PAR’s Legislation History: What Past Leaders Remember

By Kim Shindle | Aug. 20, 2020 | 7 min. read

Since its inception 100 years ago, the Pennsylvania Association of Realtors® has prioritized legislative advocacy on behalf of its members. One of the initial goals of the association was to encourage the passage of a statewide licensing law. It took several years before the Real Estate Brokers License Act of 1929 was finally signed by then-Gov. John Fisher. That act defined the terms real estate broker and real estate salesman and provided for the licensing, regulation and supervision of resident and nonresident real estate brokers and salesmen until the enactment of the current Real Estate Licensing and Registration Act was signed in 1980.

The state’s General Assembly passed two legislative laws in 1951. The first was the Landlord and Tenant Act and the second was the Realty Transfer Tax, which allowed the commonwealth to impose a tax of 1% of the value of a property being transferred.

Sandy Stevens, PAR president in 1992, remembers PAR opposing a mandatory review period for contracts. “Frank Capone served as president in 1991, when PAR opposed the proposed legislation which would make it mandatory for attorneys to have a three-day period to review all real estate contracts written in Pennsylvania. Realtors® believed this could create problems in the transaction and potentially increase costs to both buyers and sellers.

The final result in 1992 ended with no mandatory right of review, however, PAR continues to advise buyers and sellers to have their legal counsel review their contracts prior to signing if they so desire.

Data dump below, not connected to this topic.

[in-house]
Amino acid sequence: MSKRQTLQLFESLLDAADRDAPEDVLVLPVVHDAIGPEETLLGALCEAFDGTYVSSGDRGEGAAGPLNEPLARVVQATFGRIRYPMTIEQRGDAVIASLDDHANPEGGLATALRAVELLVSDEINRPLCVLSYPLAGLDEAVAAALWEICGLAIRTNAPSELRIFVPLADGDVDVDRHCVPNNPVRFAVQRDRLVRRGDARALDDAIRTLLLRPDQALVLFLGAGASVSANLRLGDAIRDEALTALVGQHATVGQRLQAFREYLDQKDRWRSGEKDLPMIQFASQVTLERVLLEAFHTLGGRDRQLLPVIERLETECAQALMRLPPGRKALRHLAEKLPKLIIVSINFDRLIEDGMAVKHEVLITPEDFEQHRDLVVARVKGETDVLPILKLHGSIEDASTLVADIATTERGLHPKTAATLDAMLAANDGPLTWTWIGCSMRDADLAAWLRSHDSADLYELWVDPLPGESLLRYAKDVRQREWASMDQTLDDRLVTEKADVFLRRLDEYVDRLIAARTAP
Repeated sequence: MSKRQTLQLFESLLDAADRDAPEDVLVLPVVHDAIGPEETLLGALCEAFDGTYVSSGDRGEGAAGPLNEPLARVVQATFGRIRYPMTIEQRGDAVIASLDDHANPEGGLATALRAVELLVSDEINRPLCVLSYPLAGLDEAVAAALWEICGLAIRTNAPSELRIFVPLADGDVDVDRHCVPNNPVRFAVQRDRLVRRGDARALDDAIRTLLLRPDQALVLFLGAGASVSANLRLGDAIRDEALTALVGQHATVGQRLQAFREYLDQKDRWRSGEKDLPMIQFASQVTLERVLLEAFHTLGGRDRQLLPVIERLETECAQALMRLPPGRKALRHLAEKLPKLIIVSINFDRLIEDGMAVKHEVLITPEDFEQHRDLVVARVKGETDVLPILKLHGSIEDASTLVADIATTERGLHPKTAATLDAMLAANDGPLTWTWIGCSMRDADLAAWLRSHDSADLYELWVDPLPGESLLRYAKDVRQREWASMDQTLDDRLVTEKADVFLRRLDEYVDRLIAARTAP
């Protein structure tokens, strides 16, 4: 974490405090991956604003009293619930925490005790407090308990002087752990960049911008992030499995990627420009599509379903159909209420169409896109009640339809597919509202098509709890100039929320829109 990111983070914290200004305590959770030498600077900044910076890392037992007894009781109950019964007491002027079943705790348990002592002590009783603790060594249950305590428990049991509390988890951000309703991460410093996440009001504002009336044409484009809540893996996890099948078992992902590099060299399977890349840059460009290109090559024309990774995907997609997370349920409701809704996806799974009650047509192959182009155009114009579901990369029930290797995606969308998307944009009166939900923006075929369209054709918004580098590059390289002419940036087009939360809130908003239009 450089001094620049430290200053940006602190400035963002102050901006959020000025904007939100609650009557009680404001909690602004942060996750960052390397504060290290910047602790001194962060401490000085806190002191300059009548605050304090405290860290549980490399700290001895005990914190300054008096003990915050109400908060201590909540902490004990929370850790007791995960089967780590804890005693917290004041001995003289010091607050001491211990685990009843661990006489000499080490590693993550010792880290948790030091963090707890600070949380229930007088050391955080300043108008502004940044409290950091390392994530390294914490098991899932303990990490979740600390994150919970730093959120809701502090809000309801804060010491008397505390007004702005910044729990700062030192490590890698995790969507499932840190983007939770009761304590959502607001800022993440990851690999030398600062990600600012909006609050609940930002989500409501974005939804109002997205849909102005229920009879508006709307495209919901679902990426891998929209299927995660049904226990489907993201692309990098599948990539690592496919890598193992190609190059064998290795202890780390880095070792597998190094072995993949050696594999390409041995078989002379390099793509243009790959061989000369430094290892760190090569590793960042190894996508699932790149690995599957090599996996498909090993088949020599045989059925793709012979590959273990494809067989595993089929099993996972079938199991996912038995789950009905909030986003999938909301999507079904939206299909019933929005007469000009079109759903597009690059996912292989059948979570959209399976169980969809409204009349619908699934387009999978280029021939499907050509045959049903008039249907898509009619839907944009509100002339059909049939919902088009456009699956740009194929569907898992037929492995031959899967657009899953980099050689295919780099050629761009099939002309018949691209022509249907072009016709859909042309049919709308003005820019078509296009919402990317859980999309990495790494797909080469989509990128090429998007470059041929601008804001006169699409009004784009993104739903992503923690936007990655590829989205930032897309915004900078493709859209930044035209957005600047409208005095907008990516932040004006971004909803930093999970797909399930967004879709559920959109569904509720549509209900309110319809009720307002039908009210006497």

Jim Helsel Jr., who served as PAR president in 1994, recalls there was some contention regarding the Seller Disclosure law, which was originally enacted in 1996. “Some thought it would open us up to questions from the public and from curious attorneys,” Helsel said. “But the goal was to be have the responsibility be on sellers, whether they use a licensed agent or not, to tell potential buyers about an issue, like a wet basement or cracked foundations, with their home.”

Jack Rawlings, PAR’s 1998 president, concurs that this legislation is important for the industry. “Seller disclosure is a huge risk reduction tool for real estate professionals. Almost all sellers must complete the form and are required to disclose mostly everything about the property for sale.”

PAR’s 2006 President Len Ferber agrees that the Seller Disclosure and the Consumer Notice were significant legislative actions. “These two documents are the most important in protecting the consumer in any real estate transaction.”

Agency disclosure laws also protect consumers in the transaction, Rawlings noted. “The agency disclosure law demands that real estate agents disclose to buyers and sellers who they represent, before they enter into substantive discussion,” he said. “The law also requires agents to enter into agency agreements with parties whom they represent.”

Janice Smarto, PAR’s 1999 president, said the changes to the mechanics’ lien law had a significant impact on real estate transactions. When PAR supported changes to the law, many consumers were facing issues with mechanics’ liens on properties from subcontractors who were never paid by general contractors. “We found that homeowners had paid their general contractor in full for the construction of their homes, but the contractor failed to pay subcontractors for the work and those subcontractors placed a lien on the property. Then when the homeowner wanted to sell, they had to pay the lien in order to sell, even though they had, in fact, already paid for their home,” she said. “Realtors® across the state had clients who were experiencing this issue and in response, PAR advocated to change the law.”